As much as this is a side note and a personal one at that, it saddens me to see a system admin doesn't know this, particularly one who has the task of snooping on peoples computers. It just winds me up no end that this has eluded you. Apologies if this causes any offense, but truth be told, you aren't doing your job properly (in my opinion at least). What I would do if I was one of the people who worked at your company would clone my machine into a VM, then take over the real computer, not necessarily because I would then do things that I shouldn't, but be cause I can, to show that all the money and time spent on this is pointless and stupid.

What I would do is review your policies definition of 'Installed' before any thing else. Then figure out if the policy has been broken.

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That did offend me a little bit, to be honest. I'm only 18, only been in the job the matter of a month so obviously I haven't got an awful lot of experience..

Apologies for sounding stupid but christ, give me a break!

TuX^

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That did offend me a little bit, to be honest. I'm only 18, only been in the job the matter of a month so obviously I haven't got an awful lot of experience..

Apologies for sounding stupid but christ, give me a break!

TuX^

Sounds like you've been thrown in at the deep end a bit. Apologies for been so direct about it :).

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Well this is a great place to get a dose of reality! Is it possible he has it installed spotify to a USB drive? That would explain why you can't find it anywhere on the box. If I were this noob (your coworker, not you tux :) ) I would just run spotify off my phone. I get what I want (music to code to, lots of programmers like this) and you get a clean company owned computer. Perhaps suggest that to him?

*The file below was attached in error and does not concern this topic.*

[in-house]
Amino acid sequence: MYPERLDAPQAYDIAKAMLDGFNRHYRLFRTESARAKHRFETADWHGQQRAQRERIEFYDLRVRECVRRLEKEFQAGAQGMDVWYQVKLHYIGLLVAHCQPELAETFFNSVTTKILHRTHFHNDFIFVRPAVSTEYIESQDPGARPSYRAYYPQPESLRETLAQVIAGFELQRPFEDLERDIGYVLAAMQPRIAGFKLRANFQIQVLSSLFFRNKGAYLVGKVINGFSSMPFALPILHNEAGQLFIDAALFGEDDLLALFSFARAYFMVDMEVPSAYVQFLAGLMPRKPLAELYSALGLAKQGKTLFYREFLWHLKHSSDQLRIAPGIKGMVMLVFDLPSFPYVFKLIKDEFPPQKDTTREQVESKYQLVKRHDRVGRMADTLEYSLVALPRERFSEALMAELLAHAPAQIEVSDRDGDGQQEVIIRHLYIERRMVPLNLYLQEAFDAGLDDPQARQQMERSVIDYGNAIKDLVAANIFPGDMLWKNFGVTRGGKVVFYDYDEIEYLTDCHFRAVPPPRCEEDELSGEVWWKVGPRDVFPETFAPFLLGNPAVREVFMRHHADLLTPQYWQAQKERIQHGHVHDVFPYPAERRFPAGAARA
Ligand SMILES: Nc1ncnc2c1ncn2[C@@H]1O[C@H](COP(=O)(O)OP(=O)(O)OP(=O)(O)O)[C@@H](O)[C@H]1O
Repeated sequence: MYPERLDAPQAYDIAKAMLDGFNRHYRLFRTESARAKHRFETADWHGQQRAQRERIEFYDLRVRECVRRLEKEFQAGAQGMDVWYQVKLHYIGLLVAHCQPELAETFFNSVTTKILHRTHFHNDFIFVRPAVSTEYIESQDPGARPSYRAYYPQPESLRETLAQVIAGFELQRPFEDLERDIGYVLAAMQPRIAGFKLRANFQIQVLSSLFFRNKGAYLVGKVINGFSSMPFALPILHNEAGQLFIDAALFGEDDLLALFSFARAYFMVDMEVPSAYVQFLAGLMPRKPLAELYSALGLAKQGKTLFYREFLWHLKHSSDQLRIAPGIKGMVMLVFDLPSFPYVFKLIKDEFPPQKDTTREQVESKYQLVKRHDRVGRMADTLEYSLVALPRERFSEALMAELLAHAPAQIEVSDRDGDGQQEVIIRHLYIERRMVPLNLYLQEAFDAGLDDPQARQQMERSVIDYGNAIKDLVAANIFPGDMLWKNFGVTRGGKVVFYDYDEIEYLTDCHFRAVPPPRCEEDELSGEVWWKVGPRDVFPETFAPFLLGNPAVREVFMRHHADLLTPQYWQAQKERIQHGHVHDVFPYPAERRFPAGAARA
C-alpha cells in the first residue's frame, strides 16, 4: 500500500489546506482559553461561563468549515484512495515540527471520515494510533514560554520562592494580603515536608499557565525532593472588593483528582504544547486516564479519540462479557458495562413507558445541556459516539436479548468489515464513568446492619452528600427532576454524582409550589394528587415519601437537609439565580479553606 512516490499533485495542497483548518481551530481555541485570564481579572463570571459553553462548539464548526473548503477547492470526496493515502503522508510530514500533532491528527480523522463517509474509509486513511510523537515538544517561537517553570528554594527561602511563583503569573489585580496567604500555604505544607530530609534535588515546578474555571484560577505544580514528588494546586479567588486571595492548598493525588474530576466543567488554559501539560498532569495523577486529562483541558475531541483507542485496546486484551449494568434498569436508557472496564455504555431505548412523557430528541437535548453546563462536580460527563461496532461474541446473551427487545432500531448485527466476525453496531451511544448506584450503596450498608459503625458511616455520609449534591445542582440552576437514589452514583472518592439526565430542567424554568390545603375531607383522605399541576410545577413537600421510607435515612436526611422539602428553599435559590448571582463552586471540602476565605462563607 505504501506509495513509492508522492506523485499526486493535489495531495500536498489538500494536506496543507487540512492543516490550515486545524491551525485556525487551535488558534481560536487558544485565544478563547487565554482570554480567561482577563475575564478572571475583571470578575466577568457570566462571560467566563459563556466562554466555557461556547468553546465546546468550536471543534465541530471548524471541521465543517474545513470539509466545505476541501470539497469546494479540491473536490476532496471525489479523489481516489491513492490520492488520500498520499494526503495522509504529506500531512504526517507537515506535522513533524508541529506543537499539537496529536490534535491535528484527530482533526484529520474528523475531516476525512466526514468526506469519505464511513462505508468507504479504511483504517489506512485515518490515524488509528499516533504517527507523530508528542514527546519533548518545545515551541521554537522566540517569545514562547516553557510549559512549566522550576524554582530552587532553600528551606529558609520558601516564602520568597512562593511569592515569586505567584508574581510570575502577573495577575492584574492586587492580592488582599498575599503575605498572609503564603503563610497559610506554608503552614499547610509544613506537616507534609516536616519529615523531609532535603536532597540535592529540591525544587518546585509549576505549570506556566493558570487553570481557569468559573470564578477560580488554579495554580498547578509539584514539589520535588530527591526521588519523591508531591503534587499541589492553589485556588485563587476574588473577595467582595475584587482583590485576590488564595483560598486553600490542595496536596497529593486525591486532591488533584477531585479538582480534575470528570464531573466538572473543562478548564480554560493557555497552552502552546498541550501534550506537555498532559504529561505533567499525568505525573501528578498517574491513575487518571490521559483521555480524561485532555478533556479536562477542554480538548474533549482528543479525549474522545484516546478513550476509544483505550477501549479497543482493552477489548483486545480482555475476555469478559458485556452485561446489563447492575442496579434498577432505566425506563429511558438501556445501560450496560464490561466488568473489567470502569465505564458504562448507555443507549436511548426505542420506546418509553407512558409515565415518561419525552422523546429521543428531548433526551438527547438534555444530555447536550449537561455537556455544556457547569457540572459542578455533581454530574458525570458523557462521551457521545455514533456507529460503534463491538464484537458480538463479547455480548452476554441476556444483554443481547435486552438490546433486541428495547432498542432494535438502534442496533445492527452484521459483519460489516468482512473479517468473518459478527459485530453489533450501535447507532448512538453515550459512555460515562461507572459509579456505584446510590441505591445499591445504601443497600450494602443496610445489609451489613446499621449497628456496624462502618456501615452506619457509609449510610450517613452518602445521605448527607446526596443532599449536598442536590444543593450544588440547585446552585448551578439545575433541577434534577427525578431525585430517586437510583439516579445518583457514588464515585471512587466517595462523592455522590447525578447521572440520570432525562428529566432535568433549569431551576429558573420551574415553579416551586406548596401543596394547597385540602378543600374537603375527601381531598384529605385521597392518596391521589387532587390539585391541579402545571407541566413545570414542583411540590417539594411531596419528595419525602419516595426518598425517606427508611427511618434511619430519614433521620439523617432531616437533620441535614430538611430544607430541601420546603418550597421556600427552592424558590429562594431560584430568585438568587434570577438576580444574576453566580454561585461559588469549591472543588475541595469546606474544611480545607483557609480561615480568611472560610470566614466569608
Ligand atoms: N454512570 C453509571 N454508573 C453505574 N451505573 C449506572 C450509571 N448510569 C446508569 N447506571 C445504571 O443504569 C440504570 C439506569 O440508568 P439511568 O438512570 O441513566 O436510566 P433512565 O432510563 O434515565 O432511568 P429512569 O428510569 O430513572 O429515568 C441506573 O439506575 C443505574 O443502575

One programmer friend of mine watches movies while he codes...it took a bit of time to get the management on board with this, but hes just more productive when he can glance over to Jay and Silent Bob Strike Back and giggle every 20 minutes or so, then get back to programming. Its weird, but programmers are weird. And they make this whole thing possible (computers, the internet, your company, your job). If hes a good programmer, I'd implore you and your boss to work with him to find a suitable compromise that leaves both of you satisfied.

telot

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The problem being that we have a 6 meg internet connection at work, and already are managing to max that out..

One user using Spotify isn't such a problem (other than the fact that he has disregarded our policy) but if he's allowed to do it, then surely the rest of them should be allowed? By which point we will kill our internet connection.

TuX^

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The problem being that we have a 6 meg internet connection at work, and already are managing to max that out..

One user using Spotify isn't such a problem (other than the fact that he has disregarded our policy) but if he's allowed to do it, then surely the rest of them should be allowed? By which point we will kill our internet connection.

TuX^

Sorry, I didn't adequately specify. What I meant was that your coworker could stream spotify to his phone (with headphones plugged in or whatever) via his phones 3g data connection. That way theres nothing on your work owned computer and no spotify eating up your company owned bandwidth.

telot

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  • 1 year later...

I have a Spiceworks Server installed on my network which will list all installed software on all machines. It has a lot of other awesome features too, ie; give me faults on any printers, backup capabilities for switches/routers, I can even push out a router config to one of my branches. It's worth taking a look at.

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  • 1 month later...
  • 9 months later...

The other thing maybe not asked, skimming over this old thread, possibly was the person using RDP into their home machine, or using a VM, or, for sake of argument, screen shotting and looking at the wrong workstation.

Note: I don't use spotify, but isn't it also web based/flash? Maybe thats another reason its not seen installed?

Edited by digip
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You could unofficially copy across the software from a computer where the software is installed on, and use that on the computer. There may be some compatibility issues and .dll files may be missing. I recommend personally using a portable application creator like Cameyo. On a computer that you have never installed Spotify on, start cameyo up before you install the application. It will create an image of your PC and you will be able to install the application with cameyo capturing all of the registry files, .dll's and more from the pc. This will then give you the option to run it without a trace or installing applications. A sneaky way to get around those log files, and a great way for exploiting systems. Let me know how you go!

Edited by MB60893